(07-18) 17:59 PDT Oakland -- A 45-year-old parolee, described by his mother as angry at left-wing politicians, opened fire on California Highway Patrol officers on an Oakland freeway early Sunday and was hit by return fire while wearing body armor, authorities said.
Byron Williams of Groveland (Tuolumne County) was taken to the emergency room at Highland Hospital, where he was in stable condition. Police did not describe his injuries. Two officers suffered minor cuts from flying glass.
Williams was arrested on suspicion of attempted murder for shooting at the CHP officers and Oakland police said he may face other charges.
They did not release his name, but reporters identified him from the license plate of the vehicle, which was registered to his mother.
The incident started around midnight when two CHP officers tried to stop a white Toyota Tundra pickup that had been speeding and weaving in and out of traffic on westbound Interstate 580, said CHP Officer Sam Morgan.
The officers used a loudspeaker to direct the driver off the freeway, but he stopped on I-580 west of Grand Avenue, Morgan said.
As officers walked toward the pickup, they saw the man pick up a handgun, police said. They said they returned gunfire and radioed for help.
Three CHP vehicles had their windows shot out, but no officers were shot, police said. They said the driver was armed with a rifle and a shotgun as well as the handgun and fired at least two of the weapons during the shootout.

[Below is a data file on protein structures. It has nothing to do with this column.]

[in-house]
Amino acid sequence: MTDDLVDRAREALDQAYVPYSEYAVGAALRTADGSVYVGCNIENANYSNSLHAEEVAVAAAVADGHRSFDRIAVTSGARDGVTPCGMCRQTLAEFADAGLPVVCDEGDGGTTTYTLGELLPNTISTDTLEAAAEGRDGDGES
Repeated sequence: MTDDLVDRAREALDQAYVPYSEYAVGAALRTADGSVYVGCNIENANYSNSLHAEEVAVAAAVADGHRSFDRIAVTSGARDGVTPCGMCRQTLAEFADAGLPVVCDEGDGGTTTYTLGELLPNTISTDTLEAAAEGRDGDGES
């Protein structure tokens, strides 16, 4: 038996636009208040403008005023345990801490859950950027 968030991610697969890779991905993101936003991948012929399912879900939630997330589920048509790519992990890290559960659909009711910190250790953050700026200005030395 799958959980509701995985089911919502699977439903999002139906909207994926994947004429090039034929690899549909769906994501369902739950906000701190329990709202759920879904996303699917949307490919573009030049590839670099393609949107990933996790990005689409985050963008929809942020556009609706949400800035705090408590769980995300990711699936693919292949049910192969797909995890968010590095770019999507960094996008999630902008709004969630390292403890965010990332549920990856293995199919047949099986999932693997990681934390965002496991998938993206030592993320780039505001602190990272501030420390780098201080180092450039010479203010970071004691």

Morgan said the driver was hit numerous times and survived only because he was wearing a bullet-resistant vest.
Westbound lanes of the freeway remained closed for most of Sunday while eastbound lanes were closed sporadically. Police would only say that the reason for the unusually long highway closure was to allow officers to collect evidence and investigate the case.
At one point, police brought in a bomb squad to detonate some items that turned out not to be explosives.
Williams' mother, Janice Williams of Groveland, said her son had been living next door and taking care of her father's house and land. She said he had been released from prison about 2 1/2 years ago after a felony conviction, which she declined to describe, and had almost completed his parole.
She said her son, who had been a carpenter and a cabinetmaker before his imprisonment, was angry about his unemployment and about "what's happening to our country."
Williams watched the news on television and was upset by
She said she had planned to make salsa with her son on Sunday and was making preparations when she got a call from a television reporter, looked out the window and saw that her pickup truck was gone.
She said she then checked the locked safe where she kept her guns, all legally purchased and owned, and found that they were also missing.
Janice Williams said she kept the guns because "eventually, I think we're going to be caught up in a revolution." But she said she had told her son many times that "he didn't have to be on the front lines."
She said she had no explanation for his actions.
"Something snapped," she said. "His life is over. He will go back to prison for the rest of his life. Our lives are over."